I don’t know what you’ve been getting up to these days, my friends, but there’s been lots of lolling going on in my neck of the woods. Lots. It’s that part of the summer when we mostly stay at home. And things get very low key.
For a few weeks in the summer, I like to just be at home. To enjoy a lazy start to the day. An early morning cup of tea, or two, on the deck. Watching the ducks. Listening. Breathing. Hubby is usually up before me, and if he’s not gone golfing, he’ll be out in the garden already. I always give him a shout when I get up, and he comes back in so we can have our tea together.
I love this part of our morning. We talk about our plans for the rest of the day, if I’m walking with my friends, or blogging, or whatever. If he’s off to get the truck serviced, or planning to work in the garden most of the morning, or go for a bike ride. Some days we ride our bikes together. We discuss plans for dinner. It’s funny, but we almost always know what we’re having for dinner before we’ve even had breakfast. Some days we talk about what we’re each reading. Occasionally we talk politics. But mostly we don’t want the world to encroach too much this early.
Summer lolling. It’s our version of hygge, except in July, instead of November.
And when I’m lolling I quite often have a book in hand. I just finished reading Kate Atkinson’s Big Sky. I’ve mentioned before that I was reading it, taking it slow, so as to eke out the pleasure. She’s such a wonderful writer. Literary, without being pretentious. Perceptive in her observations of people, and life, without being judgy. Most of her observations are through the eyes of her characters. In this case a much older Jackson Brodie who seems to be in a very contemplative mood in this book, looking back on his past as he contemplates the future in the form of his teenage son.
Even the more hapless characters in the book are taking a long look at life and what it means. Like poor Vince who has lost everything (job, home, marriage) and is now suspected of murdering his wife. Or Andy who is a bad actor in so many ways, but who stuffs his ill-gotten gains in the attic to avoid being yelled at by his very competent wife. I love that Andy “launders” his cash by buying absurdly expensive watches and bags for his wife and telling her they are fakes. Bunny the wise and kind, but potty-mouthed, cross-dressing performer. And Crystal, once a child runaway pressed into prostitution, who escaped, reinvented herself, and is now married to a very rich villain.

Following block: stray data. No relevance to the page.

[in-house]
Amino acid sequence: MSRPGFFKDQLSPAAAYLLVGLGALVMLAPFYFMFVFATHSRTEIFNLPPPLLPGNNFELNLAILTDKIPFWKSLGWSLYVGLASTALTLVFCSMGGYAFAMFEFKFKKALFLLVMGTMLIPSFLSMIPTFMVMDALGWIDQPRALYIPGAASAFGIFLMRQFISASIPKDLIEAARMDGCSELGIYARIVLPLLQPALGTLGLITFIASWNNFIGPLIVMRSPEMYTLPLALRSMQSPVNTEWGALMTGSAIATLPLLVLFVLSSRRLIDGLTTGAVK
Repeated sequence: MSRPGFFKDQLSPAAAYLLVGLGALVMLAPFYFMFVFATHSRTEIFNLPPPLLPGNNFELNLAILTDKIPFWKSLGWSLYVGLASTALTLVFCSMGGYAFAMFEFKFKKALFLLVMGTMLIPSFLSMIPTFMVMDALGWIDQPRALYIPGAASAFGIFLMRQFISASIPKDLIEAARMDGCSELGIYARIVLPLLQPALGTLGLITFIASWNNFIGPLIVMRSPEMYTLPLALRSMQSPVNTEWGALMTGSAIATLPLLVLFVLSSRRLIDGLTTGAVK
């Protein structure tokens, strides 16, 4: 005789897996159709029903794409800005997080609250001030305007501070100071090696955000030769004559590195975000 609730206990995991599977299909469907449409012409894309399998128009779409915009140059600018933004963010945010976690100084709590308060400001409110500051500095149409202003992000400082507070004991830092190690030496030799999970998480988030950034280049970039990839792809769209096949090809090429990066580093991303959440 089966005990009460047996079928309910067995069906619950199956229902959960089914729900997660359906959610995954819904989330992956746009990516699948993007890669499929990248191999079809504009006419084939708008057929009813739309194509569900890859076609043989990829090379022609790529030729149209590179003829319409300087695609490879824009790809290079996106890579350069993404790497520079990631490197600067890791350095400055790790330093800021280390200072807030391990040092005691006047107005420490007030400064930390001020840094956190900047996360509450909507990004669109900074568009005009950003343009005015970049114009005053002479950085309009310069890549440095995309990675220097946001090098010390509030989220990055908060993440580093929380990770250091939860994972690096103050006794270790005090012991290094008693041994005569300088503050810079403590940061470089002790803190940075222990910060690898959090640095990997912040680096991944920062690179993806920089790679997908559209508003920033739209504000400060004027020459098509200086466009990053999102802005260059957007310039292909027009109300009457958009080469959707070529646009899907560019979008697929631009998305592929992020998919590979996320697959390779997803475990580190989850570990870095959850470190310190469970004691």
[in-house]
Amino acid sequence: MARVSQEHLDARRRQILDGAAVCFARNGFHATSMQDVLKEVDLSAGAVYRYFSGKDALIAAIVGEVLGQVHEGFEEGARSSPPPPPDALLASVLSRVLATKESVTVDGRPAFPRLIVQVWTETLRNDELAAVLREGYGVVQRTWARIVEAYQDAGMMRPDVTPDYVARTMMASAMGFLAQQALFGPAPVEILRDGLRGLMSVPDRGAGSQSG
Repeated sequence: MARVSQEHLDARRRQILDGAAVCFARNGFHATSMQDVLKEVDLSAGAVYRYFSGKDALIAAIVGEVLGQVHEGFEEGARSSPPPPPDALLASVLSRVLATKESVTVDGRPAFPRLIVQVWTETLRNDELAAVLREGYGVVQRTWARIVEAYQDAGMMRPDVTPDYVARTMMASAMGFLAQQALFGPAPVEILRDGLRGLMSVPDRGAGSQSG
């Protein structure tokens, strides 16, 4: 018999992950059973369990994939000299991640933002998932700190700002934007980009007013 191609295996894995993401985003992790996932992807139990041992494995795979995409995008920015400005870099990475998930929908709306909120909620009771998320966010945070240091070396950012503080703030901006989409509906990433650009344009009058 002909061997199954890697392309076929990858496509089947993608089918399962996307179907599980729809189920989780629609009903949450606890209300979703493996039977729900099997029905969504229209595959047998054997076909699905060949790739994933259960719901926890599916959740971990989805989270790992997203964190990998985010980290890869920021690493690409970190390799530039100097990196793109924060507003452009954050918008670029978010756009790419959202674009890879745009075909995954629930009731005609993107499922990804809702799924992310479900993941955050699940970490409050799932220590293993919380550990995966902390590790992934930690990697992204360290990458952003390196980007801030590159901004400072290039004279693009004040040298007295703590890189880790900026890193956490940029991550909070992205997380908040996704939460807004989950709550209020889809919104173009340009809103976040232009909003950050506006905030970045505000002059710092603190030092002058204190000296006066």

I also love that Atkinson has brought back Reggie in this book. All grown up and a cop now. She and Jackson’s paths cross and recross, and one wonders at the end of the book what’s next for each of them. I said this before on my last book post, but it bears repeating: if you are new to this series, and decide to read this book, please go back and read some of the earlier Jackson Brodie books. Especially When Will There Be Good News? It will make the experience of reading Big Sky so much richer.
Atkinson’s version of a mystery novel is filled with crossing paths, and seeming coincidences that are of course not coincidences at all. You will love how she weaves everything together. Weaving plots being one of her strong points, in my opinion. The other is depicting a world that is violent, and sometimes cruel, but not without humanity, and humour. One in which the bad guys usually get their just desserts. Isn’t that why we read mystery or crime novels, especially in these turbulent times? To see the world fractured a bit and then neatly put back together. I’m pretty sure that’s why I read them. I like things to be neatly put together.